No rails had been calling upon our arrival, which wasn't surprising, since it was the middle of the day and rails call predominently when it's dusk, dark, or dawn. I'd hoped to elicit vocalizations from rails during the trip by use of sound playback. Prior to the trip I'd made a CD of some of the songs of the less common birds I hoped we'd find. The CD player had a setting that repeated one track continuously. I used this setup a number of times during the trip, playing the songs through an external speaker Velcro'd to the face of the CD player. The time had come to give it a try. The first sound I chose to play was that of a Sora. After a brief interval, a Sora whinnied back from the marsh. I placed the CD player in the foot-high grass between the dirt parking lot and the aquatic zone, stepped back with the group, and waited to see what would happen.

I had no idea what to expect since I hadn't had a chance to test the unit in the field before the trip. But work it did. The Sora moved in and suddenly was vocalizing only a few yards from us. We perceived by the movement of the grass that the bird was approaching the CD player. It tantalized us by moving all around it without affording any satisfactory views. For about a minute it moved like a ghost through the grass, back and forth, before retreating into the cattails. Even without actually observing the bird, we though it had been a thrilling couple of minutes.

Heady with my success, I thought I'd try the call of the Virginia Rail a hundred yards from the Sora site. After about 30 seconds, having heard nothing by way of a reply, I turned off the CD, figuring that any Virginia Rail in the area would have responded. As if on cue, from the nearby cattails came the grunt of a Virginia Rail, so close behind the last sound from the CD that I wondered for an instant if it was an echo. Again I placed the CD player in the grassy margin, and we all gathered in a semicircle about 20 feet away. The rail continued calling, coming closer and closer. The grass began moving just as it had with the Sora, but this time a rail appeared! It was a little smaller than a Mourning Dove, beautiful deep cinnamon in color, with heavy black vertical bars on the flanks, a deep gray face, and a bright crimson bill. It moved around the CD player for only a few seconds before disappearing into the grass, but it gave us perfect looks during that brief time.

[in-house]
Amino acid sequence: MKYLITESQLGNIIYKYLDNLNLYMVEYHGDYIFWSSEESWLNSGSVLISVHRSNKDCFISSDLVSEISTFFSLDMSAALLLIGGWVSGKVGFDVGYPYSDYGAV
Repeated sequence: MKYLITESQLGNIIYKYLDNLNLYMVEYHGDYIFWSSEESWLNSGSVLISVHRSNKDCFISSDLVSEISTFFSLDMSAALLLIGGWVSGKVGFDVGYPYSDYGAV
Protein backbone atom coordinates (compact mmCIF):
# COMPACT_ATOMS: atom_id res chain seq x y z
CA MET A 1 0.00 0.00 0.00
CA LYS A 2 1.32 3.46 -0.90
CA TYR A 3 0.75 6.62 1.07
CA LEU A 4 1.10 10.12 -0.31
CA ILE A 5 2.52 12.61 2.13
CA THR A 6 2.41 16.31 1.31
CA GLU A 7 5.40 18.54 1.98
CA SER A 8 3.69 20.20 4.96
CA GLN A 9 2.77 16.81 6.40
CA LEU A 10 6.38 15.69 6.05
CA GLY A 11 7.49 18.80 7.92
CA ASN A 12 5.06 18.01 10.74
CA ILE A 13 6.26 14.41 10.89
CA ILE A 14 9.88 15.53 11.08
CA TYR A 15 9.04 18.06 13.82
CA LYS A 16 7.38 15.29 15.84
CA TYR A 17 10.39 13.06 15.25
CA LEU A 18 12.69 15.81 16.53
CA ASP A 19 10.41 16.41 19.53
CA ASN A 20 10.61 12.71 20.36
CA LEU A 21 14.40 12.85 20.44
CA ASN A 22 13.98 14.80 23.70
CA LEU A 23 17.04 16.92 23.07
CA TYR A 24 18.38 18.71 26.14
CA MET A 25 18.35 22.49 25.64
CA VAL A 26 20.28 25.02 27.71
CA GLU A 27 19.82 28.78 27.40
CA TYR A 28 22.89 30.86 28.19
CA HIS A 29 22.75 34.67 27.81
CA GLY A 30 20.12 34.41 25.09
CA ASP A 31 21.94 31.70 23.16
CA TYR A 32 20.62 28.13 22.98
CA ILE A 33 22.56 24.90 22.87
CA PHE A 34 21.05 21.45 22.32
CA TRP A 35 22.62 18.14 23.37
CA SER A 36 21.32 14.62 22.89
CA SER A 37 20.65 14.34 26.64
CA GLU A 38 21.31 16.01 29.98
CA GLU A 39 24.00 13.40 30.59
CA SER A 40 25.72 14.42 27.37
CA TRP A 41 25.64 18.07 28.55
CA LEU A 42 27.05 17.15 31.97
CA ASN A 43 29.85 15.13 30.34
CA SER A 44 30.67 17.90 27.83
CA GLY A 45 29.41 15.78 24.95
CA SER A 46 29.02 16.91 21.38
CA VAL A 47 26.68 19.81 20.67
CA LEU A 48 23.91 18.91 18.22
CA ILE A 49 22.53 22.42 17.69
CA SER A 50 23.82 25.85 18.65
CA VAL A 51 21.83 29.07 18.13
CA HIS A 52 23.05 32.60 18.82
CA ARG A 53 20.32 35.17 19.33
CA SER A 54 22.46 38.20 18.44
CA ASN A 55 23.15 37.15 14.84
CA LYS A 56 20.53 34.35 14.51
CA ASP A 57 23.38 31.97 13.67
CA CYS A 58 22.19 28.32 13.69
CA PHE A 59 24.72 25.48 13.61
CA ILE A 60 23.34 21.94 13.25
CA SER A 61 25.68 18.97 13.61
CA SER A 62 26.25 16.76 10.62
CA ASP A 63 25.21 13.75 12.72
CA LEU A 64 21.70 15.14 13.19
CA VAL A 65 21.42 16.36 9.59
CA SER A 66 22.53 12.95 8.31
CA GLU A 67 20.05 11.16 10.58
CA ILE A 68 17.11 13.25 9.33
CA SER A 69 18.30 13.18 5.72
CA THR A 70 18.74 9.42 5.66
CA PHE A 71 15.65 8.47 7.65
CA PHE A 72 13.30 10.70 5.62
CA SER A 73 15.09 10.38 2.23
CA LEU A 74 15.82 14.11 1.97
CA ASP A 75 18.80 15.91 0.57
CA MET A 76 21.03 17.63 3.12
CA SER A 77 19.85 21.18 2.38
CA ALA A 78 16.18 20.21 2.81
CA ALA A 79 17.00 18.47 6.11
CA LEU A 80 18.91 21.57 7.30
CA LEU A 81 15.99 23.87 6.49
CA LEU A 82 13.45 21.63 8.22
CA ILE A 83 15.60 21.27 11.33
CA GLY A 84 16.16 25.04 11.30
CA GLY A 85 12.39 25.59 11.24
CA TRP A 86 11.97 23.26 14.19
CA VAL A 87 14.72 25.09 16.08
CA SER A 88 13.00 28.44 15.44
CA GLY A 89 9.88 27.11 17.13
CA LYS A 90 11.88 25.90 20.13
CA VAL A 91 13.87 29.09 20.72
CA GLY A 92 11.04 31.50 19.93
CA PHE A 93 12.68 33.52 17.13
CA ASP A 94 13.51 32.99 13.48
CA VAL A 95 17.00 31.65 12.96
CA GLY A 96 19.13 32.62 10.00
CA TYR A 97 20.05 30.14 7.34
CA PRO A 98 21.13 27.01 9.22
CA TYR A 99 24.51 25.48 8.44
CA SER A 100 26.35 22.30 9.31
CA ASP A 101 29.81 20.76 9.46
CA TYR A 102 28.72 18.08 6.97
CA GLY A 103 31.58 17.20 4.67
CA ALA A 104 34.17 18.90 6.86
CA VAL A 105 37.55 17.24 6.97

When the rail stopped calling, we assumed that it had crept back into the marsh. I moved forward to retrieve the CD player, with most of the group moving forward with me. A sudden noise almost underfoot prefaced a wonderful sight - the Virginia Rail flying, long legs dangling, across a bit of open water to land at the margin of the pool on the far side. It didn't rush off into the marsh but stayed in view for a bit among the cattail stalks. Virginia Rail, not just heard but seen as well! Another new bird for most of the group.